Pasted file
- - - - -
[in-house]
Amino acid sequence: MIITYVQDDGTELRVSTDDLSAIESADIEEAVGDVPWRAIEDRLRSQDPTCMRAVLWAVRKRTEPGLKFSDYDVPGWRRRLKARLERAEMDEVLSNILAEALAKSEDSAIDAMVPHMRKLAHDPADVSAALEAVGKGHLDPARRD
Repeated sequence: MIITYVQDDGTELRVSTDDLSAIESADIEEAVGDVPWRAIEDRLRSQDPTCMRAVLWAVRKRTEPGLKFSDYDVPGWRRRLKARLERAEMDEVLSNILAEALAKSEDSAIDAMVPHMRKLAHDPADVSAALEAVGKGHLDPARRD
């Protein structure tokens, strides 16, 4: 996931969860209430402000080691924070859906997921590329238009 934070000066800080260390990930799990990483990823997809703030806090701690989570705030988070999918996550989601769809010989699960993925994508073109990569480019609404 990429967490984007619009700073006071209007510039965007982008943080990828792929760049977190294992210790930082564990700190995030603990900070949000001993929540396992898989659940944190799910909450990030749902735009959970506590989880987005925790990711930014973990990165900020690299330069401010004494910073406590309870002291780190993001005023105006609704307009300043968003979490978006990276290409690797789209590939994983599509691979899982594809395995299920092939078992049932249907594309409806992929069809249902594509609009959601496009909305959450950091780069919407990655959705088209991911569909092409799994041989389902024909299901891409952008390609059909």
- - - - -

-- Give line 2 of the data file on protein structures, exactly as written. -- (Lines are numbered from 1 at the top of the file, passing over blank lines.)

Amino acid sequence: MIITYVQDDGTELRVSTDDLSAIESADIEEAVGDVPWRAIEDRLRSQDPTCMRAVLWAVRKRTEPGLKFSDYDVPGWRRRLKARLERAEMDEVLSNILAEALAKSEDSAIDAMVPHMRKLAHDPADVSAALEAVGKGHLDPARRD